Still fresh from its birthday celebrations, 2000AD Prog 1872 gives us a continuing set of brilliant stories and slots in some new tales to keep everything fresh & interesting.
This week’s finale to Michael Carroll’s latest Judge Dredd three-parter shows us that he really can write a good ending to a tale without relying on a time skip. This is a brilliant, funny and action-packed story that has been a real pleasure to read over the last three weeks. The ending is not only fitting for the story itself but also works really well in the face of the continued aftermath of the Chaos Day saga.
Nick Dyer and Chris Blythe continue to impress with their respective line art and colours. The Mega-City One tube system is suitably grimy and the streets, while a little less filthy than I’ve come to expect over the years, look suitably full of people. All in all, it’s good stuff.
The opening panels of this week’s A.B.C. Warriors should be on a t-shirt. Here we have Tubal fighting Mek-Quake while Quartz taunts our beleaguered hero about how a lone man can’t realistically overcome such epic odds. It sums up this story so well that I won’t be surprised if it turns up as the splash panel on the back of the inevitable trade paperback.
This is a bloody punch to the face of an episode. It’s harsh, it plays the heart strings. It ends with you rooting for the hero even more than you had before. Mills is the master at work here, and he is not let down by Clint Langley’s amazing artwork. If there’s one story to read this week, it is this one. Roll on the next episode!
I’m not sure where this Tharg’s 3Rillers story is going, to be honest. The last episode seemed slow because it was setting the scene. This one seems slow for an entirely different reason – there doesn’t seem to be anything the plot is actually heading toward; which is a shame.
The same characterisation and dialogue problems we saw last week are still present this week; although that’s only to be expected given that the scripts will have been written at the same time. The only thing saving this story is the art team of Jon Davis-Hunt and Gary Caldwell, on inks and colours respectively.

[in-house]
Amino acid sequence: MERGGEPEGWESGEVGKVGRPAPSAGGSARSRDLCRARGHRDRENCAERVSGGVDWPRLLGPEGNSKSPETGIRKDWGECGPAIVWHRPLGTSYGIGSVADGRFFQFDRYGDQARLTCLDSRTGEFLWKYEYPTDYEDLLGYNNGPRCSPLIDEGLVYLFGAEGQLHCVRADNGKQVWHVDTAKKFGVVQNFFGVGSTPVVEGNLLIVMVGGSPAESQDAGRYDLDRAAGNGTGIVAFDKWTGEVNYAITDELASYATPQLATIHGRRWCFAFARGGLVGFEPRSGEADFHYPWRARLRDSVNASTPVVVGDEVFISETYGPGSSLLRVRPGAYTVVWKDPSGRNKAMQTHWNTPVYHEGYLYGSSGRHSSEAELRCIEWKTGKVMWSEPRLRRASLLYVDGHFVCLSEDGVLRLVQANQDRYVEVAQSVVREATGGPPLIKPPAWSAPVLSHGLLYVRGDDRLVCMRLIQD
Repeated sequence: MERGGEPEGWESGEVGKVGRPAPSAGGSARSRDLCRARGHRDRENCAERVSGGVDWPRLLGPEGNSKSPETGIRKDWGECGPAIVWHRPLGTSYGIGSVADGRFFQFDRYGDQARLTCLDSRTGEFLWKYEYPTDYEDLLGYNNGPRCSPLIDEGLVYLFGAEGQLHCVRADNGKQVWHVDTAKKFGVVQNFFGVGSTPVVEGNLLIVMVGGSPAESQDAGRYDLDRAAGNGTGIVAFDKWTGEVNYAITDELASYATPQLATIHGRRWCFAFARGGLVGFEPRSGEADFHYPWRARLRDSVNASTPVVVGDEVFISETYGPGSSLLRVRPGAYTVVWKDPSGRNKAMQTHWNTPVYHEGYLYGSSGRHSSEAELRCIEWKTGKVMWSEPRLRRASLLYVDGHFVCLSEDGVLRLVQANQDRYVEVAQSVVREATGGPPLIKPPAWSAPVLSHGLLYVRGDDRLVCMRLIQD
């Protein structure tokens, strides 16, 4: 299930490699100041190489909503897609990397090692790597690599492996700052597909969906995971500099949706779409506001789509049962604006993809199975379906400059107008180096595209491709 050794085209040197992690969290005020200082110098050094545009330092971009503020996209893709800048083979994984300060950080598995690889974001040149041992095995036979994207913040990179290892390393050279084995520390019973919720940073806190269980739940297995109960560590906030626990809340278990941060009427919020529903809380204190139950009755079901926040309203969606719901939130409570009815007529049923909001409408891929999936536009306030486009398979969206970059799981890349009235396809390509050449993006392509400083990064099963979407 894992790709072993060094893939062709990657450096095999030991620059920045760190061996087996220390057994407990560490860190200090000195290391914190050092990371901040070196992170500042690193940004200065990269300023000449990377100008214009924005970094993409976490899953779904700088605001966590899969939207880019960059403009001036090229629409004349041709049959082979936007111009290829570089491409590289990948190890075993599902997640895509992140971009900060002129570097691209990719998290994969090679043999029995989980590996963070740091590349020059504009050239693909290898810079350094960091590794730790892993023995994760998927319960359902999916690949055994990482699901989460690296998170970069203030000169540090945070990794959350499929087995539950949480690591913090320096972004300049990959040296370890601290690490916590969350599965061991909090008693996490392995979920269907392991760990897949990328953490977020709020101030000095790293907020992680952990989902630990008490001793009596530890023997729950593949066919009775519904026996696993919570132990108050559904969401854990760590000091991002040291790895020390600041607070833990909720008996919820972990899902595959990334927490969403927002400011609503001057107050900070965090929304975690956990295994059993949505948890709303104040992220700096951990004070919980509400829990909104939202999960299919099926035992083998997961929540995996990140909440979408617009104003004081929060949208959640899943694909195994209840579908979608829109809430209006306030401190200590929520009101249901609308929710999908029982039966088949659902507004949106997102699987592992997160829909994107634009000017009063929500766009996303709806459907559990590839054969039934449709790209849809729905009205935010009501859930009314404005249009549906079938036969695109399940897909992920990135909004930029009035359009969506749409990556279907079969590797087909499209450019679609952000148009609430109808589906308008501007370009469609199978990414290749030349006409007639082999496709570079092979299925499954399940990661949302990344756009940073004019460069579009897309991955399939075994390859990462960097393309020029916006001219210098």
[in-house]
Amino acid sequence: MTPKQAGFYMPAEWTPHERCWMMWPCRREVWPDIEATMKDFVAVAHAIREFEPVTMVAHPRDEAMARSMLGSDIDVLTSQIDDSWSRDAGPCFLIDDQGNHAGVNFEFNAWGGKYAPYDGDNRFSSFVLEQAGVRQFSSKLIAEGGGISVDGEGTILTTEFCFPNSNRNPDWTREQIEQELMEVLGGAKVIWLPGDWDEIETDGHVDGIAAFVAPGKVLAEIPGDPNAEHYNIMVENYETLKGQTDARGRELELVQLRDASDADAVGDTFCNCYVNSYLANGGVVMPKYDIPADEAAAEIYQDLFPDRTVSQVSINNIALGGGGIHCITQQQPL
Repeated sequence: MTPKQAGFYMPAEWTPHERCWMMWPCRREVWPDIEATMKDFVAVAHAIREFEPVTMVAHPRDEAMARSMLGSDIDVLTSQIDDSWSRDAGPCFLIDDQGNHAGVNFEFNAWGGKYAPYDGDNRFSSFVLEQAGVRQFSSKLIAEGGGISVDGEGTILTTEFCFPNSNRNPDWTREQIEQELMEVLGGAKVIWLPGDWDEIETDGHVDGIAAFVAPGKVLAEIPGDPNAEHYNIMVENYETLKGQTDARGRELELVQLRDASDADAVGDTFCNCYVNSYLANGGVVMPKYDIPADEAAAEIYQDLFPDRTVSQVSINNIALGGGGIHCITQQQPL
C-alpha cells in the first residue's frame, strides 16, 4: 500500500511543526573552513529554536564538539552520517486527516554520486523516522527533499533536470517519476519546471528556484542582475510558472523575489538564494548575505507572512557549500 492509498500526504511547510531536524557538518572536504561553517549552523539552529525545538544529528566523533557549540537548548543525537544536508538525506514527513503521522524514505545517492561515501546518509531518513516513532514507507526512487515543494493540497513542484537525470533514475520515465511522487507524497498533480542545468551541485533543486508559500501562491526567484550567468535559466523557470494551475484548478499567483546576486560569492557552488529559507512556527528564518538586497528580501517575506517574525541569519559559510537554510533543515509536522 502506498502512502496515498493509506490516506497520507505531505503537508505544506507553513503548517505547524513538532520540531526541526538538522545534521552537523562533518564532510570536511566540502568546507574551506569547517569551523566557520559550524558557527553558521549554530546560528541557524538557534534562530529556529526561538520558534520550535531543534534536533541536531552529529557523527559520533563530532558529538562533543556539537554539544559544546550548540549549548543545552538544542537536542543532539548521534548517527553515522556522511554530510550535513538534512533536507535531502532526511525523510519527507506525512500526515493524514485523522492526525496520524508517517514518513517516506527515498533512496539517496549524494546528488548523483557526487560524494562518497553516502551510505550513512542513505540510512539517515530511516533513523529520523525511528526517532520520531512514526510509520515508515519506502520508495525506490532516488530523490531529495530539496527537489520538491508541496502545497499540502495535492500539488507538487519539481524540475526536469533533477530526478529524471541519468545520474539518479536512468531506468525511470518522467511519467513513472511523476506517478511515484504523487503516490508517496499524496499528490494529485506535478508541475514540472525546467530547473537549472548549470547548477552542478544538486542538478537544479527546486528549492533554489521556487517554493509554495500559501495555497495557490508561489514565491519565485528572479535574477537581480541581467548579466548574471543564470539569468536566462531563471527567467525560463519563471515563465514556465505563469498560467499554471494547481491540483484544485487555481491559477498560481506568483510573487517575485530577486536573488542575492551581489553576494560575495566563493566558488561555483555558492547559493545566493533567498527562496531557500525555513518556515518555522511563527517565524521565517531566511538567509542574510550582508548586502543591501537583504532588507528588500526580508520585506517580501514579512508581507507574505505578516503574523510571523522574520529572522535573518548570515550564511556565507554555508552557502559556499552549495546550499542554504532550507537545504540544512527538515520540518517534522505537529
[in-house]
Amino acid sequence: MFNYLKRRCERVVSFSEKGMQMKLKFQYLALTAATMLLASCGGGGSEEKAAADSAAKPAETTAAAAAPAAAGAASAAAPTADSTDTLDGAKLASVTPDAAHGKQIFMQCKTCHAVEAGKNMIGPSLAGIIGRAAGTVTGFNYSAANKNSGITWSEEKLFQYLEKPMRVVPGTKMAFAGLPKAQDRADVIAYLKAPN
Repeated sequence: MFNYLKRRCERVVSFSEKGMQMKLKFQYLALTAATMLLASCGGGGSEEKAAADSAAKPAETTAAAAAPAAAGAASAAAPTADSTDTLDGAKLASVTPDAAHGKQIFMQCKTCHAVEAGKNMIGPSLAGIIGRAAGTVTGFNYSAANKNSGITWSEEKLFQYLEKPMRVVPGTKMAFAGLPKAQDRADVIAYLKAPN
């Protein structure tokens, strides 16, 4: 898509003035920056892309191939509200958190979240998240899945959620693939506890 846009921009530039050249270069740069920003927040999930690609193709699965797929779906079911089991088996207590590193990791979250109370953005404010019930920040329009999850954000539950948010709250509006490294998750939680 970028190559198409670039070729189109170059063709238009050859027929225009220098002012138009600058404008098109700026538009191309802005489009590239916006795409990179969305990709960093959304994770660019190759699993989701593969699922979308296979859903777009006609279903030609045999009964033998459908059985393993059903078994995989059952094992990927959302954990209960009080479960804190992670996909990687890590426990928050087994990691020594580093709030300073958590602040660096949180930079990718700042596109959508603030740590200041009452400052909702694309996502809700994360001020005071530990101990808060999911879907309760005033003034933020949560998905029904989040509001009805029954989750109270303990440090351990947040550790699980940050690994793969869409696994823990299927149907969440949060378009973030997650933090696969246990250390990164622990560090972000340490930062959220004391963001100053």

Next up we have a Future Shock from Eddie Robson, whose Terror Tale last week was less than stellar. I’m pleased to say this week’s story is far, far better. A highly enjoyable sci-fi tale with a twist you won’t see coming immediately; which is always nice. I hope to see more of this kind of story from Eddie Robson, he’s clearly got what it takes, last week’s effort notwithstanding.
In terms of art, this is beautiful. Robin Smith’s line work is amazingly clean yet still very detailed. He’s not quite Brian Bolland but he’s clearly from the same school of thought. His grey washes help to pick out detail and provide excellent depth to the visuals; which further enhances the overall look and feel. This is really good stuff.
Finally, we come to Grey Area and my goodness, Mark Harrison makes a stunning return to the pages of 2000AD. For those of you who still adore Harrison’s mixture of line art and CGI, you may be a little disappointed here – he’s going for something different but I really think it works. This looks gorgeous.
Well, except for his rendition of Birdy. She’s looking a little too skeletal here to be the same woman who was sporting power armour and helping to beat the crap out of 500 alien monsters just last week. Cute, frail-looking girls are all well and good but I can’t see this tiny lady slugging it out with vicious creatures while wearing a personal tank. She needs a bit more muscle on her.
Dan Abnett’s script, on the other hand, is an odd one. It’s setting up something big for the series, but it does it in a way that renders the episode mostly pointless. It’s basically one page of set-up and four pages of the big bad telling us how big and bad he is. I’m sure it will be worthwhile as the story progresses, but as stories go, it’s got as little meat on it as Harrison’s interpretation of Birdy.
2000AD Prog 1872 is a mixed bag this week but there’s enough here to keep readers appetites whetted. Prog 1872 is available online and in British newsagents from Wednesday 12 March and in print overseas from early next month.